In sum, the motion to amend the petition is denied except insofar as Torres seeks to amend his claim to include a claim of ineffective assistance of counsel with respect to the claim raised on his direct appeal. That claim is discussed in the next section.
C. Ineffective Assistance of Counsel Claim
Torres asserts that he was denied effective assistance of counsel when his trial attorney failed to "raise objections at the court's initial questioning and inquiry of police witnesses about the packaging of narcotics for street sale; and the use of brand names in marketing narcotics, and the supposed uniqueness of the packaging in this case, where these matters were not necessary to resolve any factual issue before the jury," Am. Petition ¶ 14(2), and "where the court gave no instructions to the jury limiting the use of the testimony." Def. App. Br. at 10.
Torres first raised this claim -- along with several other ineffective assistance of counsel claims -- in state court on January 12, 2005, by filing in New York Supreme Court, New York County, a pro se motion to vacate the judgment of conviction pursuant to CPL § 440.10.*fn4 See Notice of Motion to Vacate Judgment, dated Jan. 12, 2005 (reproduced as Ex. L to Resp. Supp. Decl.). The court denied Torres's motion because the claim was "previously raised and rejected." See Motion to Vacate Judgment Pursuant to CPL § 440.10, dated June 1, 2005 (reproduced as Ex. N to Resp. Supp. Decl.). Respondent argues that Torres's ineffective assistance claim is now procedurally barred because "the latest state court's ruling on the claim [in the Appellate Division] rested upon" an adequate and independent state law ground. Resp. Supp. Mem. at 16. This argument raises difficult questions of state law, however, and thus the Court will exercise its power simply to reject the claim on the merits. See Dunham v. Travis, 313 F.3d 724, 729-30 (2d Cir. 2002) ( "[H]urdling the procedural question to reach the merits of a habeas petition" may be justified if the underlying issues "were easily resolvable against the habeas petitioner, whereas the procedural-bar issue involved complicated issues of state law.") (internal quotation marks and citation omitted).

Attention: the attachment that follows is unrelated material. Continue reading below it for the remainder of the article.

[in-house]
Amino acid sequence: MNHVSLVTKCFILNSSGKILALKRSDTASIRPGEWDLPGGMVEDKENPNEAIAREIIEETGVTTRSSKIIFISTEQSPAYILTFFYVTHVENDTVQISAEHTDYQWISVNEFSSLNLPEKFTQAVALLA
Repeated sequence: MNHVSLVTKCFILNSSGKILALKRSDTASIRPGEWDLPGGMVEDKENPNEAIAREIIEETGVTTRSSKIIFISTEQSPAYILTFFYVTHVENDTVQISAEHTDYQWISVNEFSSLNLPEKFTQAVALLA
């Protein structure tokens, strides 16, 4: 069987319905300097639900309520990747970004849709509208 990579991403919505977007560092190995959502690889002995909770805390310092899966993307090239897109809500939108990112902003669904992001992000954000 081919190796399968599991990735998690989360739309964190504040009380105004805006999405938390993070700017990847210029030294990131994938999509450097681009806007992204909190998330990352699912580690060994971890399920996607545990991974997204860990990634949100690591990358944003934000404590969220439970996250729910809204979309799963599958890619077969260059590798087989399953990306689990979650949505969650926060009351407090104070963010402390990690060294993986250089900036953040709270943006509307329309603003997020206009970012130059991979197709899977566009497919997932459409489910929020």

1. Law Governing Claims of Ineffective Assistance of Counsel
To show ineffective assistance of counsel, a petitioner must satisfy both prongs of the two-part test articulated in Strickland v. Washington, 466 U.S. 668, 687-96 (1984). The Strickland test has been characterized as "rigorous" and "highly demanding." Pavel v. Hollins, 261 F.3d 210, 216 (2d Cir. 2001) (internal quotation marks and citations omitted). To meet Strickland, a petitioner must show (1) "that counsel's representation fell below an objective standard of reasonableness"; and (2) "that there is a reasonable probability that, but for counsel's unprofessional errors, the result of the proceeding would have been different." Strickland, 466 U.S. at 688, 694; accord Rompilla v. Beard, 125 S. Ct. 2456, 2462 (2005); Pham v. United States, 317 F.3d 178, 182 (2d Cir. 2003); see also Massaro v. United States, 538 U.S. 500, 505 (2003) ("[A] defendant claiming ineffective counsel must show that counsel's actions were not supported by a reasonable strategy and that the error was prejudicial.").
In evaluating the first prong -- whether counsel's performance fell below an objective standard of reasonableness -- "'[j]udicial scrutiny . . . must be highly deferential'" and the petitioner must overcome the "'presumption that, under the circumstances, the challenged action might be considered sound trial strategy.'" Bell v. Cone, 535 U.S. 685, 698 (2002) (alteration in original) (internal quotation marks omitted) (quoting Strickland, 466 U.S. at 689); see also Dunham, 313 F.3d at 730 (affording counsel a "strong presumption" of competence). In assessing whether an attorney's conduct was constitutionally deficient, "[t]he court must . . . determine whether, in light of all the circumstances, the identified acts or omissions were outside the wide range of professionally competent assistance." Strickland, 466 U.S. at 690; accord Pavel, 261 F.3d at 216.
With respect to the second prong -- whether there is a reasonable probability that, but for counsel's unprofessional errors, the result of the proceeding would have been different -- a court "requires some objective evidence other than defendant's assertions to establish prejudice." Pham, 317 F.3d at 182 (citing United States v. Gordon, 156 F.3d 376, 380-81 (2d Cir. 1998) (per curiam)). "A 'reasonable probability' in this context is one that 'undermine[s] confidence in the outcome.'" Pavel, 261 F.3d at 216 (alteration in original) (quoting Strickland, 466 U.S. at 694).
While there are two prongs to the inquiry, "there is no reason for a court deciding an ineffective assistance claim . . . to address both components of the inquiry if the defendant makes an insufficient showing on one. . . . If it is easier to dispose of an ineffectiveness claim on the ground of lack of sufficient prejudice, which we expect will often be so, that course should be followed." Strickland, 466 U.S. at 697; accord, e.g., Lugo v. Kuhlmann, 68 F. Supp. 2d 347, 371 (S.D.N.Y. 1999); Franza v. Stinson, 58 F. Supp. 2d 124, 134 (S.D.N.Y. 1999); Torres v. Irvin, 33 F. Supp. 2d 257, 277 (S.D.N.Y. 1998).